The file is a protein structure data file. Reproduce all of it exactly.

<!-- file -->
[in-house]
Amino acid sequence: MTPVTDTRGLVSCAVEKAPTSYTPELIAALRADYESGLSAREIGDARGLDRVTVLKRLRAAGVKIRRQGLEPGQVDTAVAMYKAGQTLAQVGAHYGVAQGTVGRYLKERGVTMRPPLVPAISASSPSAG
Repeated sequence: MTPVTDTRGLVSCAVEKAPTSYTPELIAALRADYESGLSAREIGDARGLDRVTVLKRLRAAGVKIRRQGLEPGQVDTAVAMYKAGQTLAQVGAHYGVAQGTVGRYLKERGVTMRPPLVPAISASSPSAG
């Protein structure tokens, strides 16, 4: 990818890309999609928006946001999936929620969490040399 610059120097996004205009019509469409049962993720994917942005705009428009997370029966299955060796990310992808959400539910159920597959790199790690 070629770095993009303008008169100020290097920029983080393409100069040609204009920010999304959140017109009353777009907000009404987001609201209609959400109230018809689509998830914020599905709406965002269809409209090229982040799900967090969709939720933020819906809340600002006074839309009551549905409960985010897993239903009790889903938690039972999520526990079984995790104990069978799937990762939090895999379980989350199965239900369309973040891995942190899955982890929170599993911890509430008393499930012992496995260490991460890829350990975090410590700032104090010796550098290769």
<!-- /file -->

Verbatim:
[in-house]
Amino acid sequence: MTPVTDTRGLVSCAVEKAPTSYTPELIAALRADYESGLSAREIGDARGLDRVTVLKRLRAAGVKIRRQGLEPGQVDTAVAMYKAGQTLAQVGAHYGVAQGTVGRYLKERGVTMRPPLVPAISASSPSAG
Repeated sequence: MTPVTDTRGLVSCAVEKAPTSYTPELIAALRADYESGLSAREIGDARGLDRVTVLKRLRAAGVKIRRQGLEPGQVDTAVAMYKAGQTLAQVGAHYGVAQGTVGRYLKERGVTMRPPLVPAISASSPSAG
């Protein structure tokens, strides 16, 4: 990818890309999609928006946001999936929620969490040399 610059120097996004205009019509469409049962993720994917942005705009428009997370029966299955060796990310992808959400539910159920597959790199790690 070629770095993009303008008169100020290097920029983080393409100069040609204009920010999304959140017109009353777009907000009404987001609201209609959400109230018809689509998830914020599905709406965002269809409209090229982040799900967090969709939720933020819906809340600002006074839309009551549905409960985010897993239903009790889903938690039972999520526990079984995790104990069978799937990762939090895999379980989350199965239900369309973040891995942190899955982890929170599993911890509430008393499930012992496995260490991460890829350990975090410590700032104090010796550098290769």